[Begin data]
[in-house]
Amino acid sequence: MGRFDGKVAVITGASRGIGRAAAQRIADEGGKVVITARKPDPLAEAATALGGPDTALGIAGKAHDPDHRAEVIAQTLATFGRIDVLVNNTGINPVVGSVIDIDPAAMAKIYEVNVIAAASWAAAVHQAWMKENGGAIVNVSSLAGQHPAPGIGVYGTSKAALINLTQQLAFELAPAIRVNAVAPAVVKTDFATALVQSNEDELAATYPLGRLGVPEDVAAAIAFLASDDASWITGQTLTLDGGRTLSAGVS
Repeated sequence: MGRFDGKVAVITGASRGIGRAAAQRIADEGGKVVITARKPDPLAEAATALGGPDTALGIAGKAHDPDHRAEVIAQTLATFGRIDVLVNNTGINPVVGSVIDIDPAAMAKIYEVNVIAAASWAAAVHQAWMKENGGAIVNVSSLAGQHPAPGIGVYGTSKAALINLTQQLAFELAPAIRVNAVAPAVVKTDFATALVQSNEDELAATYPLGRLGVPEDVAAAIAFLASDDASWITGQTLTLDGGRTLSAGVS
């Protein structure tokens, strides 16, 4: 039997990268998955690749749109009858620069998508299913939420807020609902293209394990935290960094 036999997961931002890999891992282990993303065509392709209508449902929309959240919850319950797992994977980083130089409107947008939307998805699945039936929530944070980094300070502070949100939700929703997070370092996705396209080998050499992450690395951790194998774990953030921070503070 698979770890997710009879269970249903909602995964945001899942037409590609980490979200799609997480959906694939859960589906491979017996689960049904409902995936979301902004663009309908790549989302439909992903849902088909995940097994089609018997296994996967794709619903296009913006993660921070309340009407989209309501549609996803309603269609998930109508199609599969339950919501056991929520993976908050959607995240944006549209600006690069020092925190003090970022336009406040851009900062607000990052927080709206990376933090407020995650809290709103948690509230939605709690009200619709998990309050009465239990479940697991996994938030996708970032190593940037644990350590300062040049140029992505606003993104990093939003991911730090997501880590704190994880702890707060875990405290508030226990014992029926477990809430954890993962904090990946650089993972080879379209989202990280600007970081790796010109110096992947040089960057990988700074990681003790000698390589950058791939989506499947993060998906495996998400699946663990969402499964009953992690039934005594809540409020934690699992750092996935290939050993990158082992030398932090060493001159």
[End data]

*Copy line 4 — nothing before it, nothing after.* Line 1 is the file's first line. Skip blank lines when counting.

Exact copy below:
């Protein structure tokens, strides 16, 4: 039997990268998955690749749109009858620069998508299913939420807020609902293209394990935290960094 036999997961931002890999891992282990993303065509392709209508449902929309959240919850319950797992994977980083130089409107947008939307998805699945039936929530944070980094300070502070949100939700929703997070370092996705396209080998050499992450690395951790194998774990953030921070503070 698979770890997710009879269970249903909602995964945001899942037409590609980490979200799609997480959906694939859960589906491979017996689960049904409902995936979301902004663009309908790549989302439909992903849902088909995940097994089609018997296994996967794709619903296009913006993660921070309340009407989209309501549609996803309603269609998930109508199609599969339950919501056991929520993976908050959607995240944006549209600006690069020092925190003090970022336009406040851009900062607000990052927080709206990376933090407020995650809290709103948690509230939605709690009200619709998990309050009465239990479940697991996994938030996708970032190593940037644990350590300062040049140029992505606003993104990093939003991911730090997501880590704190994880702890707060875990405290508030226990014992029926477990809430954890993962904090990946650089993972080879379209989202990280600007970081790796010109110096992947040089960057990988700074990681003790000698390589950058791939989506499947993060998906495996998400699946663990969402499964009953992690039934005594809540409020934690699992750092996935290939050993990158082992030398932090060493001159």